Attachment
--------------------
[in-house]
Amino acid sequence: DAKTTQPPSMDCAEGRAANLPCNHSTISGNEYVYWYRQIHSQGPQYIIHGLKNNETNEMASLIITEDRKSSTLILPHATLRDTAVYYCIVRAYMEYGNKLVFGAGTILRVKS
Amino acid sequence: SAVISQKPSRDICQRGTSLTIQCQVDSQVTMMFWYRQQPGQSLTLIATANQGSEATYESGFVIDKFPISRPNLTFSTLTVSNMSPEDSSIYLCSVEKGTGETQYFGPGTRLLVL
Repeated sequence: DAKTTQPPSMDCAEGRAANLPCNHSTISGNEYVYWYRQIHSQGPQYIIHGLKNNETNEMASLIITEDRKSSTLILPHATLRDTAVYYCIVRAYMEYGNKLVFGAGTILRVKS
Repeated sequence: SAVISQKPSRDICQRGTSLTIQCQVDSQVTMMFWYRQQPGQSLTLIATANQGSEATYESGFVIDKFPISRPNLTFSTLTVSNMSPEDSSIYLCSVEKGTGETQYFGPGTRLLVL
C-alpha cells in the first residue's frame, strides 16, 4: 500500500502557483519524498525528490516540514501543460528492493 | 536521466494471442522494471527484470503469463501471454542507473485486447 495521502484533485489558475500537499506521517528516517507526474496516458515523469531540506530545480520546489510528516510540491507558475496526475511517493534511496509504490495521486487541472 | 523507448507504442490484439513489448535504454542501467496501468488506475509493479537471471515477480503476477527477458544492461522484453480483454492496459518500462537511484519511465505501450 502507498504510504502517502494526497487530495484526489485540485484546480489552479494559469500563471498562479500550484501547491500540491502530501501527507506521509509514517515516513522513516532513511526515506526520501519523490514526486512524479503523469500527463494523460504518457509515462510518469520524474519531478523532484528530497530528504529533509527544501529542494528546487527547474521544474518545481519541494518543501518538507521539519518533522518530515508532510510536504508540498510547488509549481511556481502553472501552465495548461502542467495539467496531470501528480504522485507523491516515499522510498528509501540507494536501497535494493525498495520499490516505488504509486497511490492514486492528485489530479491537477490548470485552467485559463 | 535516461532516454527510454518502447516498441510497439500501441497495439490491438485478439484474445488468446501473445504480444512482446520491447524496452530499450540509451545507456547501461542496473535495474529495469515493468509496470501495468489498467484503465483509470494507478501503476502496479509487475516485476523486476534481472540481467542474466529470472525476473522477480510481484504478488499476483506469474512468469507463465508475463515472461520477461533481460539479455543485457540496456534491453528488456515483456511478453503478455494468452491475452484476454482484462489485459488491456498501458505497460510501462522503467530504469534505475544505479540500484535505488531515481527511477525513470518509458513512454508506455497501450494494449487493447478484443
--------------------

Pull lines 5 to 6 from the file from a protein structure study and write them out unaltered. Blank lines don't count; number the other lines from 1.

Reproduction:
Repeated sequence: SAVISQKPSRDICQRGTSLTIQCQVDSQVTMMFWYRQQPGQSLTLIATANQGSEATYESGFVIDKFPISRPNLTFSTLTVSNMSPEDSSIYLCSVEKGTGETQYFGPGTRLLVL
C-alpha cells in the first residue's frame, strides 16, 4: 500500500502557483519524498525528490516540514501543460528492493 | 536521466494471442522494471527484470503469463501471454542507473485486447 495521502484533485489558475500537499506521517528516517507526474496516458515523469531540506530545480520546489510528516510540491507558475496526475511517493534511496509504490495521486487541472 | 523507448507504442490484439513489448535504454542501467496501468488506475509493479537471471515477480503476477527477458544492461522484453480483454492496459518500462537511484519511465505501450 502507498504510504502517502494526497487530495484526489485540485484546480489552479494559469500563471498562479500550484501547491500540491502530501501527507506521509509514517515516513522513516532513511526515506526520501519523490514526486512524479503523469500527463494523460504518457509515462510518469520524474519531478523532484528530497530528504529533509527544501529542494528546487527547474521544474518545481519541494518543501518538507521539519518533522518530515508532510510536504508540498510547488509549481511556481502553472501552465495548461502542467495539467496531470501528480504522485507523491516515499522510498528509501540507494536501497535494493525498495520499490516505488504509486497511490492514486492528485489530479491537477490548470485552467485559463 | 535516461532516454527510454518502447516498441510497439500501441497495439490491438485478439484474445488468446501473445504480444512482446520491447524496452530499450540509451545507456547501461542496473535495474529495469515493468509496470501495468489498467484503465483509470494507478501503476502496479509487475516485476523486476534481472540481467542474466529470472525476473522477480510481484504478488499476483506469474512468469507463465508475463515472461520477461533481460539479455543485457540496456534491453528488456515483456511478453503478455494468452491475452484476454482484462489485459488491456498501458505497460510501462522503467530504469534505475544505479540500484535505488531515481527511477525513470518509458513512454508506455497501450494494449487493447478484443